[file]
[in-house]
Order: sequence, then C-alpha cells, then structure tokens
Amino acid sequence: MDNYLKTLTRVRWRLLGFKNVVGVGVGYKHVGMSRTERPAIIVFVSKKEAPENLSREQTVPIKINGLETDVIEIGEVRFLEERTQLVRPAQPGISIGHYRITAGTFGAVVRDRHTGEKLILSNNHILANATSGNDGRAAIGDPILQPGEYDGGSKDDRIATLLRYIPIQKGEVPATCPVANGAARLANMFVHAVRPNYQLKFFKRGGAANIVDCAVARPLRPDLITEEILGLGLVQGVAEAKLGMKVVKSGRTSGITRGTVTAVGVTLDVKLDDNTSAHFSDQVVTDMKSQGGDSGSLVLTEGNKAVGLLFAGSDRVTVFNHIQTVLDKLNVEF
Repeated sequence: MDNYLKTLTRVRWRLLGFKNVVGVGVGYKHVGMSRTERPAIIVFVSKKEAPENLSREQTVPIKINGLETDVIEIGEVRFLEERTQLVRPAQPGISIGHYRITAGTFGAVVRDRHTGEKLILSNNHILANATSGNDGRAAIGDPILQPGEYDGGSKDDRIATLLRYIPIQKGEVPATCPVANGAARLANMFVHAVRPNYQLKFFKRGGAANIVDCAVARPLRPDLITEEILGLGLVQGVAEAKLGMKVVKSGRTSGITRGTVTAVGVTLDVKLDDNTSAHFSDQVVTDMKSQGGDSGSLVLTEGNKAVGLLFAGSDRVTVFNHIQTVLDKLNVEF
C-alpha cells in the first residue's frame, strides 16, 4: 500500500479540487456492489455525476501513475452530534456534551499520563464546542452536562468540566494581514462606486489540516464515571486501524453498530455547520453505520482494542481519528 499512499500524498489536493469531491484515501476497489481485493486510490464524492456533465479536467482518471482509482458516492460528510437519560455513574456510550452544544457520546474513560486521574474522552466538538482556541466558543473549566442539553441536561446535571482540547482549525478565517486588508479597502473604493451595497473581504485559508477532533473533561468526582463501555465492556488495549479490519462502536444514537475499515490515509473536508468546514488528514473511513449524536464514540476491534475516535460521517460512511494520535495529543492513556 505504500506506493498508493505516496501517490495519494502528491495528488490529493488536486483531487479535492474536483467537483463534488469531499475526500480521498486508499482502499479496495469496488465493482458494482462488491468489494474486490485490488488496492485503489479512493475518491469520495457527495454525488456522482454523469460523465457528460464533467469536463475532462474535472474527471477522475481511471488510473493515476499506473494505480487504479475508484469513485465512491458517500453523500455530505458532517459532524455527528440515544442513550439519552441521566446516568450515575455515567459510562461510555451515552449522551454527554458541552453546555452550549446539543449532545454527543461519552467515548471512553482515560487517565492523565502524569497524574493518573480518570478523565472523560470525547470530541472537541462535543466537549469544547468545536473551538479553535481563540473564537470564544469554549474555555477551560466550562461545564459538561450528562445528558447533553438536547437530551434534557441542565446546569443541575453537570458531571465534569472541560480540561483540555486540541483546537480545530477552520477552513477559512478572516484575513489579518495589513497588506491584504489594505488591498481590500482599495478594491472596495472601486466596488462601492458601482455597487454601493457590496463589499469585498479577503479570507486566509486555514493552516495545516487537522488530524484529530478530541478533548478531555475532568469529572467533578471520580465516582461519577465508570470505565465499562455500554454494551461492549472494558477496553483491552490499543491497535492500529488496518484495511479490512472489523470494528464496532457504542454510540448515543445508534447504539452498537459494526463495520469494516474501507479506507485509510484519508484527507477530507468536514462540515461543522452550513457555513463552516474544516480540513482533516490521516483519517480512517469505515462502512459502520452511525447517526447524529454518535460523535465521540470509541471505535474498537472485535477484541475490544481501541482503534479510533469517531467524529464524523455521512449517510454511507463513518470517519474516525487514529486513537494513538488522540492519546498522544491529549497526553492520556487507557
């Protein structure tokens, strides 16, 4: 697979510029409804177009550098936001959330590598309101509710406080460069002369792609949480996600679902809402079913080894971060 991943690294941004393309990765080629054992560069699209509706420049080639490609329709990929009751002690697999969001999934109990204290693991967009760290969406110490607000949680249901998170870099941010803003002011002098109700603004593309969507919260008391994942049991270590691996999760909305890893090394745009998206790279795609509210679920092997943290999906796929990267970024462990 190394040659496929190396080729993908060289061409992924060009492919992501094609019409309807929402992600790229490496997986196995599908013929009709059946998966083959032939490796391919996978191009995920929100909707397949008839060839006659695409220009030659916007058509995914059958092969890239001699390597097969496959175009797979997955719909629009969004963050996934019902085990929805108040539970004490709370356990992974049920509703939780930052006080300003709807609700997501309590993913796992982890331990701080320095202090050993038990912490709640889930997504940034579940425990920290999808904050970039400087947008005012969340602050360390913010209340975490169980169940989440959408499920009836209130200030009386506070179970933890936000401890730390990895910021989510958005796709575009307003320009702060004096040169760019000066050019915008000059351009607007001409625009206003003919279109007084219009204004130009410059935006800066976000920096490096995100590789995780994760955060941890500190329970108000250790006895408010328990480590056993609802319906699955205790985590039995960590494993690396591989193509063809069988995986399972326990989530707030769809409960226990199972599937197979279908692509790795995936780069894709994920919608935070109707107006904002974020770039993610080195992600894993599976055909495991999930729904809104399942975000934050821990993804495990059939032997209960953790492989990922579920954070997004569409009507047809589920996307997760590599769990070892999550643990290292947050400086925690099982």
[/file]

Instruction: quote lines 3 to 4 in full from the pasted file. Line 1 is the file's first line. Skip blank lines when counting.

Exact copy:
Amino acid sequence: MDNYLKTLTRVRWRLLGFKNVVGVGVGYKHVGMSRTERPAIIVFVSKKEAPENLSREQTVPIKINGLETDVIEIGEVRFLEERTQLVRPAQPGISIGHYRITAGTFGAVVRDRHTGEKLILSNNHILANATSGNDGRAAIGDPILQPGEYDGGSKDDRIATLLRYIPIQKGEVPATCPVANGAARLANMFVHAVRPNYQLKFFKRGGAANIVDCAVARPLRPDLITEEILGLGLVQGVAEAKLGMKVVKSGRTSGITRGTVTAVGVTLDVKLDDNTSAHFSDQVVTDMKSQGGDSGSLVLTEGNKAVGLLFAGSDRVTVFNHIQTVLDKLNVEF
Repeated sequence: MDNYLKTLTRVRWRLLGFKNVVGVGVGYKHVGMSRTERPAIIVFVSKKEAPENLSREQTVPIKINGLETDVIEIGEVRFLEERTQLVRPAQPGISIGHYRITAGTFGAVVRDRHTGEKLILSNNHILANATSGNDGRAAIGDPILQPGEYDGGSKDDRIATLLRYIPIQKGEVPATCPVANGAARLANMFVHAVRPNYQLKFFKRGGAANIVDCAVARPLRPDLITEEILGLGLVQGVAEAKLGMKVVKSGRTSGITRGTVTAVGVTLDVKLDDNTSAHFSDQVVTDMKSQGGDSGSLVLTEGNKAVGLLFAGSDRVTVFNHIQTVLDKLNVEF